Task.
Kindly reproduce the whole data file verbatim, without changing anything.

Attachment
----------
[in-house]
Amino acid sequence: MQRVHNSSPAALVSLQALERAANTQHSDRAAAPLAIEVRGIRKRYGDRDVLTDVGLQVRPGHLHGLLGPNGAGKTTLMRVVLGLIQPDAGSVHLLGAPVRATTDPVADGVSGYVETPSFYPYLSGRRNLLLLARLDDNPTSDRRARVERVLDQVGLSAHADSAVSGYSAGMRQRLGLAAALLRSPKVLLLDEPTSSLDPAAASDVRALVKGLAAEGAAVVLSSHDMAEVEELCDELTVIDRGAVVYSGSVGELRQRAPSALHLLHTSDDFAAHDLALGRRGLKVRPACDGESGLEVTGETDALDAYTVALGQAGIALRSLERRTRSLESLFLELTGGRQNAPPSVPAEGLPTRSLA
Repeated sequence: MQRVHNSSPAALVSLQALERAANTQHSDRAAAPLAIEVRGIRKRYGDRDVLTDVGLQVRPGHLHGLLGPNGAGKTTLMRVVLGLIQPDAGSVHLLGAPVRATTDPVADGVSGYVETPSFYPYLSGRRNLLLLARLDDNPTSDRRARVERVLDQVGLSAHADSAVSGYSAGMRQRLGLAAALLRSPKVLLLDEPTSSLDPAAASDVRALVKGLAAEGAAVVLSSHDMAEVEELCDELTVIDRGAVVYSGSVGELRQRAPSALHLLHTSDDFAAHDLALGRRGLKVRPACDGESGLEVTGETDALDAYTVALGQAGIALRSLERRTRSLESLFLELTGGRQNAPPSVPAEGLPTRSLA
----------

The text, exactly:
[in-house]
Amino acid sequence: MQRVHNSSPAALVSLQALERAANTQHSDRAAAPLAIEVRGIRKRYGDRDVLTDVGLQVRPGHLHGLLGPNGAGKTTLMRVVLGLIQPDAGSVHLLGAPVRATTDPVADGVSGYVETPSFYPYLSGRRNLLLLARLDDNPTSDRRARVERVLDQVGLSAHADSAVSGYSAGMRQRLGLAAALLRSPKVLLLDEPTSSLDPAAASDVRALVKGLAAEGAAVVLSSHDMAEVEELCDELTVIDRGAVVYSGSVGELRQRAPSALHLLHTSDDFAAHDLALGRRGLKVRPACDGESGLEVTGETDALDAYTVALGQAGIALRSLERRTRSLESLFLELTGGRQNAPPSVPAEGLPTRSLA
Repeated sequence: MQRVHNSSPAALVSLQALERAANTQHSDRAAAPLAIEVRGIRKRYGDRDVLTDVGLQVRPGHLHGLLGPNGAGKTTLMRVVLGLIQPDAGSVHLLGAPVRATTDPVADGVSGYVETPSFYPYLSGRRNLLLLARLDDNPTSDRRARVERVLDQVGLSAHADSAVSGYSAGMRQRLGLAAALLRSPKVLLLDEPTSSLDPAAASDVRALVKGLAAEGAAVVLSSHDMAEVEELCDELTVIDRGAVVYSGSVGELRQRAPSALHLLHTSDDFAAHDLALGRRGLKVRPACDGESGLEVTGETDALDAYTVALGQAGIALRSLERRTRSLESLFLELTGGRQNAPPSVPAEGLPTRSLA